There’s a lengthy post at FrumForm about the silliness of teahadist fiscal ideas, if it’s even appropriate to describe them as “ideas”. The piece is thorough and on-the-mark, if a little long for my tastes.
What intrigued me most was was the opening line:
Let’s just say it, the Tea Party movement has far more in common with the French Poujadist movement of the 1950s then it does with authentic American conservatism.
I had never heard of Poujade before, so I read the Time magazine piece the post linked to. Poujade would certainly fit right into the tea party movement:
Pierre Poujade looks like a peasant and makes the most of it. He avoids ties in favor of turtleneck sweaters or open-throat shirts. His shoes are often unshined, his pants unpressed, his nails dirty, his light beard unshaven. He prefers his country red wine to champagne, the kitchen to the living room, and he drinks his soup from his plate. He boasts that he has no book learning. “Why should I study books? I know more already than the people who wrote them.” He tells crowds: “I’m just le petit Poujade, an ordinary Frenchman like you.”[….]
He explains his new theory on Algeria: “Big Wall Street syndicates found incredibly rich oil deposits in the Sahara, but instead of exploiting the discovery they capped the wells and turned the Algerians against us.” He discourses on France’s alliances: “All this is a great diabolic scheme to dismember France. Already the Saar is gone, and soon the Italians will want Corsica.” He adds slyly: “As for those who are against us, I need only say: let them go back to Jerusalem. We’ll even be glad to pay their way.”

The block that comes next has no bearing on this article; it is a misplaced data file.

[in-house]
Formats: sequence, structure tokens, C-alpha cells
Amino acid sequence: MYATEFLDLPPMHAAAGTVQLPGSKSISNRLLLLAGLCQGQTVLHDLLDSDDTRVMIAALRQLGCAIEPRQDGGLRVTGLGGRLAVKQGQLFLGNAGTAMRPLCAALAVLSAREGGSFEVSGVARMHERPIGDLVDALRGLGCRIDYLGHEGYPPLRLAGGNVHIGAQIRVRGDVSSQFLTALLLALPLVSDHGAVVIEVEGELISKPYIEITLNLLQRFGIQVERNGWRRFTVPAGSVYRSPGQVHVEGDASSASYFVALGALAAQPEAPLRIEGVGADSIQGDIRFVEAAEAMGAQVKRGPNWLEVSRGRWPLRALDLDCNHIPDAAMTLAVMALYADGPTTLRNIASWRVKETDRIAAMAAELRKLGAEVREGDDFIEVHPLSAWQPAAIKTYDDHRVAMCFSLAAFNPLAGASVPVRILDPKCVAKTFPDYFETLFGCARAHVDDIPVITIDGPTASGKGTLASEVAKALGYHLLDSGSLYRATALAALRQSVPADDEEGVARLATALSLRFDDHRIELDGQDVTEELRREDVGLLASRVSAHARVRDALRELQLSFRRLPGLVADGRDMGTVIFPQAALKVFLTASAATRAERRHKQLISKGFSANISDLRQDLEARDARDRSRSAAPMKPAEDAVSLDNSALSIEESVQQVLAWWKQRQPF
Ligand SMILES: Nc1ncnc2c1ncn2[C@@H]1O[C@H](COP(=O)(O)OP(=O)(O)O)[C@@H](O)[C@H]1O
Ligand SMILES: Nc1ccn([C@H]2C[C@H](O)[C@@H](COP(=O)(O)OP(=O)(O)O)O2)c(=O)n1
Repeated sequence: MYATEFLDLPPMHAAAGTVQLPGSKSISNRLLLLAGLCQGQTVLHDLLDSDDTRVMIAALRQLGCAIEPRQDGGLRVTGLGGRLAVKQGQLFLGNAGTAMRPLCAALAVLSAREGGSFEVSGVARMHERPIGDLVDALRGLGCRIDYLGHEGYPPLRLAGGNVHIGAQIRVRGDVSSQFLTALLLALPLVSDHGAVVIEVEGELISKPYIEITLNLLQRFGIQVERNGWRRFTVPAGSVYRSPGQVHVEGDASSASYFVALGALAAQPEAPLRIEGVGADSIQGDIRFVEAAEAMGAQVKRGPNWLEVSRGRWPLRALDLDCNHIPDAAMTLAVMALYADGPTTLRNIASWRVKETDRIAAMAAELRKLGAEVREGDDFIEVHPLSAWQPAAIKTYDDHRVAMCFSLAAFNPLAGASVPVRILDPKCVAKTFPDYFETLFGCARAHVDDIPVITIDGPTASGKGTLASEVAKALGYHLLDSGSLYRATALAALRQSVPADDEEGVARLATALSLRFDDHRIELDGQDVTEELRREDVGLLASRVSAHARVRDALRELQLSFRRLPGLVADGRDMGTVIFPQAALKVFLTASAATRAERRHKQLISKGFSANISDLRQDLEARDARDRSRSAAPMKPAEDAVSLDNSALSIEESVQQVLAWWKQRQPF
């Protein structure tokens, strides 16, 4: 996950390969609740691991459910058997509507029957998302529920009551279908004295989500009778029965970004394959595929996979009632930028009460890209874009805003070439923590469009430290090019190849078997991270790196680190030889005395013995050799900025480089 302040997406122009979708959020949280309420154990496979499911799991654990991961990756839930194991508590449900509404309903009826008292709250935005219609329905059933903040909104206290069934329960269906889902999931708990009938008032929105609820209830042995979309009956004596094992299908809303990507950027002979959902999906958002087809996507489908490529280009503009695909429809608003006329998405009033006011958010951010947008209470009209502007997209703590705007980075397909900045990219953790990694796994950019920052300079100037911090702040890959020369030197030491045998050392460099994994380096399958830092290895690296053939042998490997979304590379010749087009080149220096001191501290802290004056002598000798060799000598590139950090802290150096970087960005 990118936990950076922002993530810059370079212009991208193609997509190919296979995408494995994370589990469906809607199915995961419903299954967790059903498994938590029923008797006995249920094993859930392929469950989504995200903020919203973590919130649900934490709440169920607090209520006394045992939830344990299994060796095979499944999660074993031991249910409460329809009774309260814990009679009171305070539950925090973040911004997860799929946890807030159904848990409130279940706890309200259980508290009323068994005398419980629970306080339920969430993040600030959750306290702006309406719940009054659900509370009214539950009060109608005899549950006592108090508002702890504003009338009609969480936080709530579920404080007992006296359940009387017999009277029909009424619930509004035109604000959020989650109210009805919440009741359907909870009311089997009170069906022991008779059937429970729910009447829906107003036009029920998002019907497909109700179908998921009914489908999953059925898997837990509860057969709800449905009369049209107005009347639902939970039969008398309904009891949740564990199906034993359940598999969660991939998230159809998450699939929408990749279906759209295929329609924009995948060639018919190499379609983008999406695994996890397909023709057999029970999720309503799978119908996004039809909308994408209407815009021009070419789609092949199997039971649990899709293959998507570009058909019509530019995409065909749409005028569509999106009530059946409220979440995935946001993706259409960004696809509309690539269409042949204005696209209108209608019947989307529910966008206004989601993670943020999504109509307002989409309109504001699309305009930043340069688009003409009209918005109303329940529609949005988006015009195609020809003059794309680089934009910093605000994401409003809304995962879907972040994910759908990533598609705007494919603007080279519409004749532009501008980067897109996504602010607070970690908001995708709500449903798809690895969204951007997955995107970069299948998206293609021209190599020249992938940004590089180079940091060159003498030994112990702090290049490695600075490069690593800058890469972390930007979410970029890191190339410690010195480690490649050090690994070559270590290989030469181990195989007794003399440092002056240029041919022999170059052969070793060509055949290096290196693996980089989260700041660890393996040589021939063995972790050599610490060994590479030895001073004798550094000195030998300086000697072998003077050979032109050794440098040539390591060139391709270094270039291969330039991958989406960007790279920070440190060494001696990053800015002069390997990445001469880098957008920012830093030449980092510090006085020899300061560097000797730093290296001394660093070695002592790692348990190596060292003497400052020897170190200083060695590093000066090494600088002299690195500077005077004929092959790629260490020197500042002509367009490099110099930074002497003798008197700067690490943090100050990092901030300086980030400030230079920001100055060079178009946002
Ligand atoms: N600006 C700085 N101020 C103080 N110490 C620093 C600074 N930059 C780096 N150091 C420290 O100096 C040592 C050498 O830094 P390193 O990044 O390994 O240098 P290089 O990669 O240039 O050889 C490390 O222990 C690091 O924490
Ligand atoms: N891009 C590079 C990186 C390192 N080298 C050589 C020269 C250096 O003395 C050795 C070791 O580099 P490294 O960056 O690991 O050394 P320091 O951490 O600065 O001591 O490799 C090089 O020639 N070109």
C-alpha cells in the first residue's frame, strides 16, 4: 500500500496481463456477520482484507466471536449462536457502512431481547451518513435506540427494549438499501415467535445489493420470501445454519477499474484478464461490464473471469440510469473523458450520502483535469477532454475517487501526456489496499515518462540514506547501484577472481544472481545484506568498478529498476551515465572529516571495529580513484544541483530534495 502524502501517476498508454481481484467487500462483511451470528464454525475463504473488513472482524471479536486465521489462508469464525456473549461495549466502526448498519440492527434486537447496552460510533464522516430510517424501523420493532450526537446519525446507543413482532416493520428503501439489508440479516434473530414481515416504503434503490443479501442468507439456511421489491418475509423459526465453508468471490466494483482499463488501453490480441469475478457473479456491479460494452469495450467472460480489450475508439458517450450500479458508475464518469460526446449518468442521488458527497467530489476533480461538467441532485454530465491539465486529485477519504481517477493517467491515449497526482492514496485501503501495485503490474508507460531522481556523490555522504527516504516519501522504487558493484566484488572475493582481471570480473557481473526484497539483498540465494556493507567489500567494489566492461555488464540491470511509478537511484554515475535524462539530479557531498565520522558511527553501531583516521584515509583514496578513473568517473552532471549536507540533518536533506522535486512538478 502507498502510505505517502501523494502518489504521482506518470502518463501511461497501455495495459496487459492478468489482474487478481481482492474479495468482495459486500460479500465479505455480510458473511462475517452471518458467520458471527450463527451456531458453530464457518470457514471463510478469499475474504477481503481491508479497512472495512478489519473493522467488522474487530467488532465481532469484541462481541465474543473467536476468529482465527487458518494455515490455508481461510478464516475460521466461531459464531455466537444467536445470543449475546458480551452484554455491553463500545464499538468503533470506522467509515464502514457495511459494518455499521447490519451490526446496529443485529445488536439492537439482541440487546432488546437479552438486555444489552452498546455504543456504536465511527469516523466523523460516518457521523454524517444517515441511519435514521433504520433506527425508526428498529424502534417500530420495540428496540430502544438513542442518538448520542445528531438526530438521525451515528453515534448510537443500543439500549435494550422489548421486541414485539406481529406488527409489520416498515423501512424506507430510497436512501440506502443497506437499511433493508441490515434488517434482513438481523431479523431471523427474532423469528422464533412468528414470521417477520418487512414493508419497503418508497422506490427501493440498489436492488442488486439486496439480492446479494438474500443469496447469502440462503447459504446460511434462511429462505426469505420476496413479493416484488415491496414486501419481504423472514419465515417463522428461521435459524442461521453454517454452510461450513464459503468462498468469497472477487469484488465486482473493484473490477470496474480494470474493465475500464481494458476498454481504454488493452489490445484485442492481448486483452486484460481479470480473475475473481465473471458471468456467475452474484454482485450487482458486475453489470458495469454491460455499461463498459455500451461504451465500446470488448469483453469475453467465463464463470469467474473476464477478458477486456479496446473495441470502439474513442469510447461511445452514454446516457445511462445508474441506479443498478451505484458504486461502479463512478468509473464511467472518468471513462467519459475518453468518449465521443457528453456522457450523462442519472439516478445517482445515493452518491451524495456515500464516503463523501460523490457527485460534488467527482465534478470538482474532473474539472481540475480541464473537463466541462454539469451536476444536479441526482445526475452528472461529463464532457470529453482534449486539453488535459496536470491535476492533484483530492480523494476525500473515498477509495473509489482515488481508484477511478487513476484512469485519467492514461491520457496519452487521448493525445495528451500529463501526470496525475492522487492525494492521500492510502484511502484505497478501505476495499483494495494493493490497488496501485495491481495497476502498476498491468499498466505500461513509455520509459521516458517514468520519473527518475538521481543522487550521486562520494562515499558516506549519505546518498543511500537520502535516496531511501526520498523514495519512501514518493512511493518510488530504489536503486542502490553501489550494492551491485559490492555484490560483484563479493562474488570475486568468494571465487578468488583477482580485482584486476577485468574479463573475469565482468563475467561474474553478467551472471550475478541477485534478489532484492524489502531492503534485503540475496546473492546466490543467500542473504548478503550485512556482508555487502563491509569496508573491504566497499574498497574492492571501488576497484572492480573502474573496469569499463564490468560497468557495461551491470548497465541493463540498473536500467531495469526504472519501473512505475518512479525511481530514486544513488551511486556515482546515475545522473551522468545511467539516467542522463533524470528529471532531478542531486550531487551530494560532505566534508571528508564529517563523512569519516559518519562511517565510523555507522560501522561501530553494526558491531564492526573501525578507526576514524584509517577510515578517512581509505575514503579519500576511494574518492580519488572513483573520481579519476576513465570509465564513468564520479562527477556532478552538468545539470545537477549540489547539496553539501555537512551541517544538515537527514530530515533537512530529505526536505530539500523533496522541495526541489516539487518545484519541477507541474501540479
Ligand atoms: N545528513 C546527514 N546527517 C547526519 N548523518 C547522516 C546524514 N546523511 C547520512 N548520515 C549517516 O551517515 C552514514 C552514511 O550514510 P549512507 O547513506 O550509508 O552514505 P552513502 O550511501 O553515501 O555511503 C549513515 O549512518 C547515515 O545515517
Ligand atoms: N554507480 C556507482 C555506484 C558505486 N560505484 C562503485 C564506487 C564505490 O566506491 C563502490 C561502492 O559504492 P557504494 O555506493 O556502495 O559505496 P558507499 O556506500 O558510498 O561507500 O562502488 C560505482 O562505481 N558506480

My sense, though, is that there are also fundamental differences: Poujade attempted to court unions (I don’t know how successful he was) and, from what I can tell, the movement had a “revolt of the shop-keepers” flavor to it that would be a bit out of place in the big-corporation-friendly tea party. There also seems to little-to-no Ayn Rand influence on Poujade and his followers. On the other hand, in terms of sheer anti-tax stupidity and misguided pseudo-patriotism, it’s about the closest thing I’ve seen elsewhere to the teabagger stuff.
Do any of you know more about Poujade? I found the Time article very interesting, but obviously I feel stupid discussing a political movement I had never heard of until yesterday.